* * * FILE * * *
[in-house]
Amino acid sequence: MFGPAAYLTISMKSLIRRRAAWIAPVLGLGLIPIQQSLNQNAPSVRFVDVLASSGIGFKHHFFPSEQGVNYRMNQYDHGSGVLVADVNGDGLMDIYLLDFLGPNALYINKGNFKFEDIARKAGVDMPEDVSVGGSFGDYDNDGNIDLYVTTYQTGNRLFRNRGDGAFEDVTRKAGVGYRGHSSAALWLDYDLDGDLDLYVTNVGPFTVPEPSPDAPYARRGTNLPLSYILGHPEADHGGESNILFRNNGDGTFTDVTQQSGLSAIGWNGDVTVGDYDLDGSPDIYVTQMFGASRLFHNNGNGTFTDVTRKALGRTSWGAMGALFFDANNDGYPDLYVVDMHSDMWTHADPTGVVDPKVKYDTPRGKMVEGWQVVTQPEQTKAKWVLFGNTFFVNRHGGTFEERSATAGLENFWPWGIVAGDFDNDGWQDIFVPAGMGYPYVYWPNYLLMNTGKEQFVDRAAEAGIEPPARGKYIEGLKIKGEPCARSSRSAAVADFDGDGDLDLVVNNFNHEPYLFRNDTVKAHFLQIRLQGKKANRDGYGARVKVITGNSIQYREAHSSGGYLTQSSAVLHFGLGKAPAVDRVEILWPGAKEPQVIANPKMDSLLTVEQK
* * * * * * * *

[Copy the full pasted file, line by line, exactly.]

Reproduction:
[in-house]
Amino acid sequence: MFGPAAYLTISMKSLIRRRAAWIAPVLGLGLIPIQQSLNQNAPSVRFVDVLASSGIGFKHHFFPSEQGVNYRMNQYDHGSGVLVADVNGDGLMDIYLLDFLGPNALYINKGNFKFEDIARKAGVDMPEDVSVGGSFGDYDNDGNIDLYVTTYQTGNRLFRNRGDGAFEDVTRKAGVGYRGHSSAALWLDYDLDGDLDLYVTNVGPFTVPEPSPDAPYARRGTNLPLSYILGHPEADHGGESNILFRNNGDGTFTDVTQQSGLSAIGWNGDVTVGDYDLDGSPDIYVTQMFGASRLFHNNGNGTFTDVTRKALGRTSWGAMGALFFDANNDGYPDLYVVDMHSDMWTHADPTGVVDPKVKYDTPRGKMVEGWQVVTQPEQTKAKWVLFGNTFFVNRHGGTFEERSATAGLENFWPWGIVAGDFDNDGWQDIFVPAGMGYPYVYWPNYLLMNTGKEQFVDRAAEAGIEPPARGKYIEGLKIKGEPCARSSRSAAVADFDGDGDLDLVVNNFNHEPYLFRNDTVKAHFLQIRLQGKKANRDGYGARVKVITGNSIQYREAHSSGGYLTQSSAVLHFGLGKAPAVDRVEILWPGAKEPQVIANPKMDSLLTVEQK